Jack Kevorkian, who had been dubbed the moniker “Doctor Death” for his pro-euthanasia views and activism, died without assistance on June 3, 2011, at the age of 83. During the 1980s and 1990s, Kevorkian published articles on physician-assisted deaths; invented devices for suicide, such as the DIY Thanatron “death machine” and the Mercitron “mercy machine”; and even assisted 130 people to end their own lives. In 1998 he was tried and convicted for the “second-degree” murder of Thomas Youk, and imprisoned until his parole in 2007. In an article for Slate entitled, “Life after Kevorkian: He Fought for the Right to Assisted Suicide. Now What Should We do?” William Saletan praises Kevorkian as a person who “fought for the right to assisted suicide.” Yet not everyone would agree. Pointing out the dark side of Kervorkian’s career, in a blog for The Telegraph entitled, “Jack Kevorkian’s Horrible Career Offers a Warning Against Legalising Euthanasia,” Tim Stanley points to the facts that “some patients died in the back of Kevorkian’s van. The gassing procedure didn’t always go smoothly, leading to unnecessary suffering and panic. Dead bodies were left behind in motels, sometimes two at a time” and that “Kevorkian was not trained as a psychiatrist and made judgment calls about people’s mental state that were subjective.”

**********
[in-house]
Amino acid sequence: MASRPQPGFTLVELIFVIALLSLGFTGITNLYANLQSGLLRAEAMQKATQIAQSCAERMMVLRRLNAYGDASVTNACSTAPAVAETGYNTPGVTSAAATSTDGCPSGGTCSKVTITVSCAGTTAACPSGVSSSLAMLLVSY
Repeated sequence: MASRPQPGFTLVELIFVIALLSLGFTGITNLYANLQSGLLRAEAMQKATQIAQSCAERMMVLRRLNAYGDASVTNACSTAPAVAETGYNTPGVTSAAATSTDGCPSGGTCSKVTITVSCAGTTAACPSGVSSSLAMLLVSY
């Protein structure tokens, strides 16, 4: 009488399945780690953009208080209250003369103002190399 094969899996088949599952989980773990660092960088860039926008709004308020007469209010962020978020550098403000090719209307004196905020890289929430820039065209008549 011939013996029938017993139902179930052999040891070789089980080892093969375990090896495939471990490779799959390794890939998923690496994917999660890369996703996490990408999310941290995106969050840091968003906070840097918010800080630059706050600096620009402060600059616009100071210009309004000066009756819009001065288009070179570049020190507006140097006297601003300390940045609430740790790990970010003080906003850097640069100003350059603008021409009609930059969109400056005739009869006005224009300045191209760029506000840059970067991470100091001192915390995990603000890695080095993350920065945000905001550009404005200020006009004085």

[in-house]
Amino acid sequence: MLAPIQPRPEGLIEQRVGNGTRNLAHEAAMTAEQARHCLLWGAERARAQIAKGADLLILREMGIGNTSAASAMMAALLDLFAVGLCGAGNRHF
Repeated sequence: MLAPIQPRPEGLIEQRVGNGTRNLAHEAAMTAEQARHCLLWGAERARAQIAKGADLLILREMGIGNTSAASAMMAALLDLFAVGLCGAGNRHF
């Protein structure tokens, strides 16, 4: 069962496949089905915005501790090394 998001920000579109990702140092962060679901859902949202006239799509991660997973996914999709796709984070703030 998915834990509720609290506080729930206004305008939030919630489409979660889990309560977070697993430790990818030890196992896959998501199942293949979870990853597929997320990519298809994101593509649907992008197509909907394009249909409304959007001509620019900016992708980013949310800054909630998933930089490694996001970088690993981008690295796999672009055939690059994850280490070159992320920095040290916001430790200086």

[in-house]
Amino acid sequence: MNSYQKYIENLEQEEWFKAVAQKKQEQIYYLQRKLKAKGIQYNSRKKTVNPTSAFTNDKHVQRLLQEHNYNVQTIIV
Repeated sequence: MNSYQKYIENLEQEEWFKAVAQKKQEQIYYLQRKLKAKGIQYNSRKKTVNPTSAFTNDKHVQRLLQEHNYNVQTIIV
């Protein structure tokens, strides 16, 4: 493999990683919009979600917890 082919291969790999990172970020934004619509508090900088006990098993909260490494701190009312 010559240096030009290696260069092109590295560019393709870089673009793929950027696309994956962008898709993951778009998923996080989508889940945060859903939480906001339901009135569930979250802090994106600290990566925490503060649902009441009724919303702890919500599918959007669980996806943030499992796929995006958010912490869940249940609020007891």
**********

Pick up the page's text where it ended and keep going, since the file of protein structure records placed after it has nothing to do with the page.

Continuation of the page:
The issue of physician-assisted suicide is not dead. For example, euthanasia is explored in the popular television series House in an episode entitled “The Dig.” Dr. Remy Hadley “Thirteen” (Olivia Wilde), who suffers from Huntington’s chorea, shares about her own dark secret of euthanizing her own brother who had suffered from the same nerve-degenerating disease at a more advanced stage. Her greatest fear, however, is over the fact that when her time comes, there will be no one for her. After uncovering Thirteen’s secret, the brash nihilistic diagnostician Dr. Gregory House (Hugh Laurie) says that he would kill her when the time comes.
Is the idea of a “quality of life” a good way of determining whether or not a person can commit suicide? How does idea of “quality of life” square with the biblical teaching on the image of God in man, which implies humans have intrinsic worth and value in spite of their circumstances? How is the Christian to think about euthanasia?
— Warren Nozaki, Research